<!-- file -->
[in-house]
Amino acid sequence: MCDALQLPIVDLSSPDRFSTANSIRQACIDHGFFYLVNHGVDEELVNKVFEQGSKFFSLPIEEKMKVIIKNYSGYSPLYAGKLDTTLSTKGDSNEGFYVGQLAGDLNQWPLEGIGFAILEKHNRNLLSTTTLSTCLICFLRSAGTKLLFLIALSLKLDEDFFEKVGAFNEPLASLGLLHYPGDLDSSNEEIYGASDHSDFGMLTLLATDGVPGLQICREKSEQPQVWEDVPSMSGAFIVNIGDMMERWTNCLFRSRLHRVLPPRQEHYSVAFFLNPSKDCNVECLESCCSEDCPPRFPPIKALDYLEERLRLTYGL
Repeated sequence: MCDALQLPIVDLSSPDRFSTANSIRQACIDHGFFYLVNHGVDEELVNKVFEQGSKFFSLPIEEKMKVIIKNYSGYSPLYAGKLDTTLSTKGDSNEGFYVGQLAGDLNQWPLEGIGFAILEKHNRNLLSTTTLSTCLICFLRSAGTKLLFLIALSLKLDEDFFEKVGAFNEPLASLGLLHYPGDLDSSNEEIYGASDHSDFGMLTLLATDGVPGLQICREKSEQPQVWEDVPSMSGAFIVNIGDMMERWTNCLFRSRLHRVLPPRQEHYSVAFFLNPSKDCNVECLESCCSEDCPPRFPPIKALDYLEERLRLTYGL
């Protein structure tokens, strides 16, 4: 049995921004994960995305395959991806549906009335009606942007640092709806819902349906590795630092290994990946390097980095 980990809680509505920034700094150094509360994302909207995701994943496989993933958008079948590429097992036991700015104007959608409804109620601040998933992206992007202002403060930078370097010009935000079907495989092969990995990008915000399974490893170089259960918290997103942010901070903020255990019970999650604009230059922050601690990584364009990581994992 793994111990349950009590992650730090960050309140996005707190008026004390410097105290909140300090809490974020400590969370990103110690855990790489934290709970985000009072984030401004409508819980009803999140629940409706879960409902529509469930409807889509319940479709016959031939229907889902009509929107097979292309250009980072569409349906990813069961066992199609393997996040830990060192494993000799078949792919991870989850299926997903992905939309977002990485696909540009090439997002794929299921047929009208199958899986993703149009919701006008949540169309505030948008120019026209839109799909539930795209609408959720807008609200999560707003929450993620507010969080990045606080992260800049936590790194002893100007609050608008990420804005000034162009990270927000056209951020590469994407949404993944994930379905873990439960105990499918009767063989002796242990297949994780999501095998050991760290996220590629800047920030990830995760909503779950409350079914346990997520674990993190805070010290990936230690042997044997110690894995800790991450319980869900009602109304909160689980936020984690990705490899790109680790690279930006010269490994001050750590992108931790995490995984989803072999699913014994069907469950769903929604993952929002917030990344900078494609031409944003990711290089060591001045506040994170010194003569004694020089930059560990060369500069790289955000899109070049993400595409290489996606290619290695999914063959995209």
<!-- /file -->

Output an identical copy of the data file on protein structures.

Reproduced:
[in-house]
Amino acid sequence: MCDALQLPIVDLSSPDRFSTANSIRQACIDHGFFYLVNHGVDEELVNKVFEQGSKFFSLPIEEKMKVIIKNYSGYSPLYAGKLDTTLSTKGDSNEGFYVGQLAGDLNQWPLEGIGFAILEKHNRNLLSTTTLSTCLICFLRSAGTKLLFLIALSLKLDEDFFEKVGAFNEPLASLGLLHYPGDLDSSNEEIYGASDHSDFGMLTLLATDGVPGLQICREKSEQPQVWEDVPSMSGAFIVNIGDMMERWTNCLFRSRLHRVLPPRQEHYSVAFFLNPSKDCNVECLESCCSEDCPPRFPPIKALDYLEERLRLTYGL
Repeated sequence: MCDALQLPIVDLSSPDRFSTANSIRQACIDHGFFYLVNHGVDEELVNKVFEQGSKFFSLPIEEKMKVIIKNYSGYSPLYAGKLDTTLSTKGDSNEGFYVGQLAGDLNQWPLEGIGFAILEKHNRNLLSTTTLSTCLICFLRSAGTKLLFLIALSLKLDEDFFEKVGAFNEPLASLGLLHYPGDLDSSNEEIYGASDHSDFGMLTLLATDGVPGLQICREKSEQPQVWEDVPSMSGAFIVNIGDMMERWTNCLFRSRLHRVLPPRQEHYSVAFFLNPSKDCNVECLESCCSEDCPPRFPPIKALDYLEERLRLTYGL
């Protein structure tokens, strides 16, 4: 049995921004994960995305395959991806549906009335009606942007640092709806819902349906590795630092290994990946390097980095 980990809680509505920034700094150094509360994302909207995701994943496989993933958008079948590429097992036991700015104007959608409804109620601040998933992206992007202002403060930078370097010009935000079907495989092969990995990008915000399974490893170089259960918290997103942010901070903020255990019970999650604009230059922050601690990584364009990581994992 793994111990349950009590992650730090960050309140996005707190008026004390410097105290909140300090809490974020400590969370990103110690855990790489934290709970985000009072984030401004409508819980009803999140629940409706879960409902529509469930409807889509319940479709016959031939229907889902009509929107097979292309250009980072569409349906990813069961066992199609393997996040830990060192494993000799078949792919991870989850299926997903992905939309977002990485696909540009090439997002794929299921047929009208199958899986993703149009919701006008949540169309505030948008120019026209839109799909539930795209609408959720807008609200999560707003929450993620507010969080990045606080992260800049936590790194002893100007609050608008990420804005000034162009990270927000056209951020590469994407949404993944994930379905873990439960105990499918009767063989002796242990297949994780999501095998050991760290996220590629800047920030990830995760909503779950409350079914346990997520674990993190805070010290990936230690042997044997110690894995800790991450319980869900009602109304909160689980936020984690990705490899790109680790690279930006010269490994001050750590992108931790995490995984989803072999699913014994069907469950769903929604993952929002917030990344900078494609031409944003990711290089060591001045506040994170010194003569004694020089930059560990060369500069790289955000899109070049993400595409290489996606290619290695999914063959995209």